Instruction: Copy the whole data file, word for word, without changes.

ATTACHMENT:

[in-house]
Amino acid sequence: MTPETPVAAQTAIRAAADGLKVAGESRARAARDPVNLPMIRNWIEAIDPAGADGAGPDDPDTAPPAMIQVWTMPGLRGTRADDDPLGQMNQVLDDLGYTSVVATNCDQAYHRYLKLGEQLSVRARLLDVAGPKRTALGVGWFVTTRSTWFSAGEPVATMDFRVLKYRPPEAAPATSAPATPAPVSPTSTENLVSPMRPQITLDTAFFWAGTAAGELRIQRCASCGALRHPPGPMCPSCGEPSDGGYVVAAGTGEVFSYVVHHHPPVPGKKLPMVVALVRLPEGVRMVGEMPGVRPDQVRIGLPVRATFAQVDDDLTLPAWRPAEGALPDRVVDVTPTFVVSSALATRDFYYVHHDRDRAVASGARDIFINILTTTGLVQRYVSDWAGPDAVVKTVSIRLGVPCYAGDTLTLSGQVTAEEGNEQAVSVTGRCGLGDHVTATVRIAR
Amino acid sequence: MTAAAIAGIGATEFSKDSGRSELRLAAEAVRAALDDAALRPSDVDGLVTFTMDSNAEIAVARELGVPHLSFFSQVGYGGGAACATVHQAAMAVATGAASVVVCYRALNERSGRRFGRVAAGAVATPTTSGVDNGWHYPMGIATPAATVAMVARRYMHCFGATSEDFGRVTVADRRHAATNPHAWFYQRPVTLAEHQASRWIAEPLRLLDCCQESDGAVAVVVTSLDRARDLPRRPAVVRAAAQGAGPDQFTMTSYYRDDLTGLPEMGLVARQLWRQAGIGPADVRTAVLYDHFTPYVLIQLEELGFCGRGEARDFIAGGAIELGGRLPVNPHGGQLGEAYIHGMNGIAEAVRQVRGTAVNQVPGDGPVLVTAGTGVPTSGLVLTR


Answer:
[in-house]
Amino acid sequence: MTPETPVAAQTAIRAAADGLKVAGESRARAARDPVNLPMIRNWIEAIDPAGADGAGPDDPDTAPPAMIQVWTMPGLRGTRADDDPLGQMNQVLDDLGYTSVVATNCDQAYHRYLKLGEQLSVRARLLDVAGPKRTALGVGWFVTTRSTWFSAGEPVATMDFRVLKYRPPEAAPATSAPATPAPVSPTSTENLVSPMRPQITLDTAFFWAGTAAGELRIQRCASCGALRHPPGPMCPSCGEPSDGGYVVAAGTGEVFSYVVHHHPPVPGKKLPMVVALVRLPEGVRMVGEMPGVRPDQVRIGLPVRATFAQVDDDLTLPAWRPAEGALPDRVVDVTPTFVVSSALATRDFYYVHHDRDRAVASGARDIFINILTTTGLVQRYVSDWAGPDAVVKTVSIRLGVPCYAGDTLTLSGQVTAEEGNEQAVSVTGRCGLGDHVTATVRIAR
Amino acid sequence: MTAAAIAGIGATEFSKDSGRSELRLAAEAVRAALDDAALRPSDVDGLVTFTMDSNAEIAVARELGVPHLSFFSQVGYGGGAACATVHQAAMAVATGAASVVVCYRALNERSGRRFGRVAAGAVATPTTSGVDNGWHYPMGIATPAATVAMVARRYMHCFGATSEDFGRVTVADRRHAATNPHAWFYQRPVTLAEHQASRWIAEPLRLLDCCQESDGAVAVVVTSLDRARDLPRRPAVVRAAAQGAGPDQFTMTSYYRDDLTGLPEMGLVARQLWRQAGIGPADVRTAVLYDHFTPYVLIQLEELGFCGRGEARDFIAGGAIELGGRLPVNPHGGQLGEAYIHGMNGIAEAVRQVRGTAVNQVPGDGPVLVTAGTGVPTSGLVLTR